Go for it, nothing hasn't been done before, we done for an 8 year old recently, that worked out, though it's still on friction shift.

A Mixte frame would be a classic look for the ladies though there isn't anywhere to put the stops for the cables on the down tubes, hence often they remain on friction.

The thing to keep in mind with dropping a 700c wheel set in an older 27x1 1/4" frame is that you will lose BB height and increase the possible risk of pedal strike although if it's a smaller rider 165mm cranks are a solution. Some older frames have been known to have non standard BB threads as well.

I am not aware of anything stopping you running a modern road hub in there, you certainly will not have to lock out the top 2, Surly sell frames with an in between OLN and they run just fine. Ensure you use an 11t as the smallest sprocket like they do on MTB's and it will be fine.

posted by MKultra [197 posts]
4th June 2014 - 9:27

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What does OLN stand for? It's the width of the hub, right?

posted by bashthebox [617 posts]
4th June 2014 - 10:49

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We could tell you but then we would have to kill you.

posted by MKultra [197 posts]
4th June 2014 - 12:04

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You don't need to go Galaxy with Dawes. I still ride a Dawes Vogue (Reynolds 500 tubing - lugged and double butted but far from the top of the range) from 1992 every single day - it's been my only bike since then. The frame, forks and brake callipers are the only original bits left, everything else is several upgrades / replacements / bodge jobs from the original, so it looks a bit Frankenstein, but it's strong and comfortable and carries a full load at a fair lick.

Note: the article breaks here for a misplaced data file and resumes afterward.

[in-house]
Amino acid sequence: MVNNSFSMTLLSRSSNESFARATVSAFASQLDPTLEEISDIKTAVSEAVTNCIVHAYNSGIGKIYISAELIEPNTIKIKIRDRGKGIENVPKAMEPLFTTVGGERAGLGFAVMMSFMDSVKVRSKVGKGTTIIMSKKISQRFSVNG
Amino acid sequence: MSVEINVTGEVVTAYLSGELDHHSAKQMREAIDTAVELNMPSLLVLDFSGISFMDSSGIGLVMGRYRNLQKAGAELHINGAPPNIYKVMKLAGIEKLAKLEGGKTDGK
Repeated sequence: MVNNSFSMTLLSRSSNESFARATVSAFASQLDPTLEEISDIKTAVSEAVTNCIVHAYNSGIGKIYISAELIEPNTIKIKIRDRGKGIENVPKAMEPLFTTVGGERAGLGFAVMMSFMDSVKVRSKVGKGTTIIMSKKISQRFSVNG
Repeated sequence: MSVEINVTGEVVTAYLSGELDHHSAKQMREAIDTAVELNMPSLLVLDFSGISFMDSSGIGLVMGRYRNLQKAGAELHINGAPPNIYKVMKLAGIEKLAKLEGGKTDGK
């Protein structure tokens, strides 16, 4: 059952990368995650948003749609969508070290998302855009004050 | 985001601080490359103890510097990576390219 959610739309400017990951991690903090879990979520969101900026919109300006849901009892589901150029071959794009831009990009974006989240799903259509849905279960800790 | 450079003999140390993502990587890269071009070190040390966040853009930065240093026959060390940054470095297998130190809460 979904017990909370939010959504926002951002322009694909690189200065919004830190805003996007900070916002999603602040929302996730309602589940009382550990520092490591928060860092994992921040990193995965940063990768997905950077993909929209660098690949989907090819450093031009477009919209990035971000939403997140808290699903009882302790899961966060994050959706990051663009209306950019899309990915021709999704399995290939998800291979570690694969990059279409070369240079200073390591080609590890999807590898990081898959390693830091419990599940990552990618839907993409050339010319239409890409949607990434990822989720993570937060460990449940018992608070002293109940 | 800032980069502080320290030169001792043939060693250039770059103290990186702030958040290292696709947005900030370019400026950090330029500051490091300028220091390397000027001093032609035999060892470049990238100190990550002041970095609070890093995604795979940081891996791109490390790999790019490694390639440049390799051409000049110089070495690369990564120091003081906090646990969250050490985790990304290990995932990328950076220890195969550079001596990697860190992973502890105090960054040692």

It was £269 new. My granny paid for it!

Landy

posted by rallen [5 posts]
4th June 2014 - 13:48

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I have been running an Orbit Ventura (Reynolds 520) for nearly 10 years for touring, commuting and Lidl shops (about 20Kg each side at the back and my ** Kgs on the saddle) and had no issues with the frame.

posted by Ad Hynkel [46 posts]
4th June 2014 - 23:40

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Second hand Condor Fratello

posted by mikeakelly [5 posts]
5th June 2014 - 14:47

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I fancy that would cost an awful lot, Condor does hold its value a lot better than other brands.

posted by bashthebox [617 posts]
5th June 2014 - 15:51

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I got a fully built, well specced bike for £900 on ebay - I guess it depends on what you mean by an awful lot Wink

posted by mikeakelly [5 posts]
5th June 2014 - 16:23

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That's kind of a lot, no? Sold my Baracchi for only ninety nine pounds more than that.

But hoping to get a nice build for around 500 quid or less really; I reckon that's possible, especially with my cellar full of odd parts. Frankenbike!

posted by bashthebox [617 posts]
5th June 2014 - 16:50